After its recent world premiere in the Berlinale Special section of the Berlin Film Festival, this effective but not too surprising Korean action film arrives on the Red N platform.
boksoon must die (kill boksoon, South Korea/2023). Script and direction: Byun Sung-hyun. Cast: Jeon Do-yeon, Sul Kyung-gu, Kim Si-A, Esom, and Koo Kyo-hwan. Photography: Cho Hyung-rae. Editing: Kim Sang-bum. Music: Kim Hong-jip and Lee Jin-hee. Duration: 137 minutes. Available on Netflix from Friday March 31.
The realization of boksoon must die is impeccable, there are several notable fight choreographies and the protagonist, Jeon Do-yeon (winner of the Best Actress award at the 2007 Cannes Film Festival for Secret Sunshine, by Lee Chang-dong), shines at 50 years old with a role located in the antipodes of that one as a relentless assassin for hire. However, the new film by the director of The Beat Goes On, Whatcha Wearin’?, The Merciless and Kingmaker It no longer surprises too much and even at times it has something of a routine, of a formula. A couple of decades ago, a Korean film of this caliber and dimension would have generated a lot of enthusiasm for us, but precisely so much water has flowed under the bridge in the film industry of that country, we have seen so many impressive action films of that origin, that in several senses boksoon must die It’s “more of the same.” To be even more specific, at this point in its rich audiovisual history, one would expect something more than a showy, stylized and professional film.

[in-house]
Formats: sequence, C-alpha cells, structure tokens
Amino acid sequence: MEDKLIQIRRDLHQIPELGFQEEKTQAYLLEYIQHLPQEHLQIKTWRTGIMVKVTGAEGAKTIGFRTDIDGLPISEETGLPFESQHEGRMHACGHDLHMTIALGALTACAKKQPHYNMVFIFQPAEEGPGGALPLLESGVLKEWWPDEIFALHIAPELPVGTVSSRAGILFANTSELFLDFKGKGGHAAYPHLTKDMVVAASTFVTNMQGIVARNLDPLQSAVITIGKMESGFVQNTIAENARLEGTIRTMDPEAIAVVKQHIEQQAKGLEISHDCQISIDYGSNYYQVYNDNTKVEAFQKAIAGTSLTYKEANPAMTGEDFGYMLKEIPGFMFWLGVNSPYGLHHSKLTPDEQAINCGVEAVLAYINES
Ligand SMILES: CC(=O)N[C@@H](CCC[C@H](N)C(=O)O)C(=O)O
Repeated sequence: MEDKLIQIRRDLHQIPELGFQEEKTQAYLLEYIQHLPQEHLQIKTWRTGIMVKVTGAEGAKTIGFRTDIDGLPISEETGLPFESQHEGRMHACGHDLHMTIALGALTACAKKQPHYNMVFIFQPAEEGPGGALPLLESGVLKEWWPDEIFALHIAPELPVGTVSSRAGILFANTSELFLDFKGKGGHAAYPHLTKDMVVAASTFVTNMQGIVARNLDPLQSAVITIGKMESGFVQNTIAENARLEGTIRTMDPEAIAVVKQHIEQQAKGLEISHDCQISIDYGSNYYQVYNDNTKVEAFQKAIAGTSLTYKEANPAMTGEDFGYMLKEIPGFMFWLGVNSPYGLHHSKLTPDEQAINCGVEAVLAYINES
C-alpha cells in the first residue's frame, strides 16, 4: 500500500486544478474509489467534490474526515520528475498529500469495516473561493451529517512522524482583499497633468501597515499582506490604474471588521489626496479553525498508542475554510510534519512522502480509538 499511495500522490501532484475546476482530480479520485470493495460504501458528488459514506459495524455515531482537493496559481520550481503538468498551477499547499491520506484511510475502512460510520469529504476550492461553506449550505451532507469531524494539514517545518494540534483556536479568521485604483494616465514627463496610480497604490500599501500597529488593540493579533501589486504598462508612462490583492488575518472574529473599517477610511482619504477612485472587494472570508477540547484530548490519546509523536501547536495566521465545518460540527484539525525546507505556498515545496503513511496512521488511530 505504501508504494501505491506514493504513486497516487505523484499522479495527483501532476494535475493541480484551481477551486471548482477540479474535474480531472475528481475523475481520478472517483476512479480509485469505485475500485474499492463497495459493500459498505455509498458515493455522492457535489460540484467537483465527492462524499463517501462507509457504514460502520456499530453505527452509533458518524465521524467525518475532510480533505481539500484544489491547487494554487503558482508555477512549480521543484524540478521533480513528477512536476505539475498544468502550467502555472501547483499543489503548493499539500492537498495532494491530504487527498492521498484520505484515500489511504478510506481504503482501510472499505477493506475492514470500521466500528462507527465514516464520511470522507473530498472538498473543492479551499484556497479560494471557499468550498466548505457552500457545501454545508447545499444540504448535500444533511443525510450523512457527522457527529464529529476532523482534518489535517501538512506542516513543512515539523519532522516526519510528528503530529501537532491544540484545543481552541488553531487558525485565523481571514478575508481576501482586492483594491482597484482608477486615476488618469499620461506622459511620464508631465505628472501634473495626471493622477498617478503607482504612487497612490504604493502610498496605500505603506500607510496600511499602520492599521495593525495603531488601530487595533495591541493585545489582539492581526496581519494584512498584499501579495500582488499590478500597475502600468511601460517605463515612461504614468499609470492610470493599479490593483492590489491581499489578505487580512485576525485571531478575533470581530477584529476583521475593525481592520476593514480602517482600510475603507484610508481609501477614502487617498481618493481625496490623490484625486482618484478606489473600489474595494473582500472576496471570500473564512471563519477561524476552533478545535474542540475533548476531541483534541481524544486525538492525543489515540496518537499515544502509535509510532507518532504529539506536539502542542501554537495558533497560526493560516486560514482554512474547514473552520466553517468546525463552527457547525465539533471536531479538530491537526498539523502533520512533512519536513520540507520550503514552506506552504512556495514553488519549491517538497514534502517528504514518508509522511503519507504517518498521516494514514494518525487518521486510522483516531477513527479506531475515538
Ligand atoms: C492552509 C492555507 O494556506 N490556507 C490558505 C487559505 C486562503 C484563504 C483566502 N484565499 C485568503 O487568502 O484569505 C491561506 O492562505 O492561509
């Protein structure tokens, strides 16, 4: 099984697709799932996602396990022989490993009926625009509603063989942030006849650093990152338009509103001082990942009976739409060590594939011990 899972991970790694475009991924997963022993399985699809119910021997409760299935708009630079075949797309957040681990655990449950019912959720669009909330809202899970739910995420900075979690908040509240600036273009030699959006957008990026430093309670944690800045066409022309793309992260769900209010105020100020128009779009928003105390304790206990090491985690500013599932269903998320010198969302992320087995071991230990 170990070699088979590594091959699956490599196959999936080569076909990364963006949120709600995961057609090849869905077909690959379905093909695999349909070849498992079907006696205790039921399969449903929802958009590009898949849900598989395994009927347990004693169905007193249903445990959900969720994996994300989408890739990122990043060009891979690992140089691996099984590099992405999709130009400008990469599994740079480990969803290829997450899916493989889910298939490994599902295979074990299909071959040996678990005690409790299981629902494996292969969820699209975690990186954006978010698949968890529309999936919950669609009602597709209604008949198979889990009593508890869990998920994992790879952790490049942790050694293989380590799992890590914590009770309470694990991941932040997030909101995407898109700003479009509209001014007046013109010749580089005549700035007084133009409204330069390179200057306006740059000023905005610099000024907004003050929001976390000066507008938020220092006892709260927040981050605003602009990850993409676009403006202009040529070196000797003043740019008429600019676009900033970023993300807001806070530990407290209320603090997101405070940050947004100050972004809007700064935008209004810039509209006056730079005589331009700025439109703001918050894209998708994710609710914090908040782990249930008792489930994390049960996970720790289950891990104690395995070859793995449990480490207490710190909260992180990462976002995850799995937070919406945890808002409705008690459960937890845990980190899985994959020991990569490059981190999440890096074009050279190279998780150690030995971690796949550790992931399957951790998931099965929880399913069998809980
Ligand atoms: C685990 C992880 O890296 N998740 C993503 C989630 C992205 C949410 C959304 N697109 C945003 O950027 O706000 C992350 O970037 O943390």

Jeon Do-yeon is the Gil Bookson that the title alludes to, a killer who works for a powerful and dark organization called MK led by the sinister Cha (Sul Kyung-gu) and his no less evil sister Min-kyu (Esom). . Already in her forties, Gil is the single mother of a teenager named Jae-young (Kim Si-A), who makes all the rudeness and recriminations typical of any fifteen-year-old that she rebels against.
In fact, this mother-daughter relationship (more typical of melodrama than of a genre film) takes up too many minutes in a story with not a few commonplaces and that does not justify its 137 minutes (the tendency to overextend durations is a mistake). growing trend in Korean cinema with massive airs, as if prey to spectacularity and grandiloquence they no longer allowed themselves to make smaller and more austere films).
But, of course, Byun Sung-hyun and his technical team (from Cho Hyung-rae’s photography to the input of the visual effects department to enhance the bloody explosions and achieve “impossible” camera movements) know what they are doing and already from the first scene (when Gil fights against a braggart representative of the Japanese yakuza) we will have confrontations with sabers, axes, firearms or pure blows in hand-to-hand combat. Yes, references to kill bill and the today so fashionable saga of john wick are unavoidable, but boksoon must die it maintains certain codes of its country’s identity to sustain with some dignity the label of “Korean content” with which Netflix is highlighting the production of that origin.
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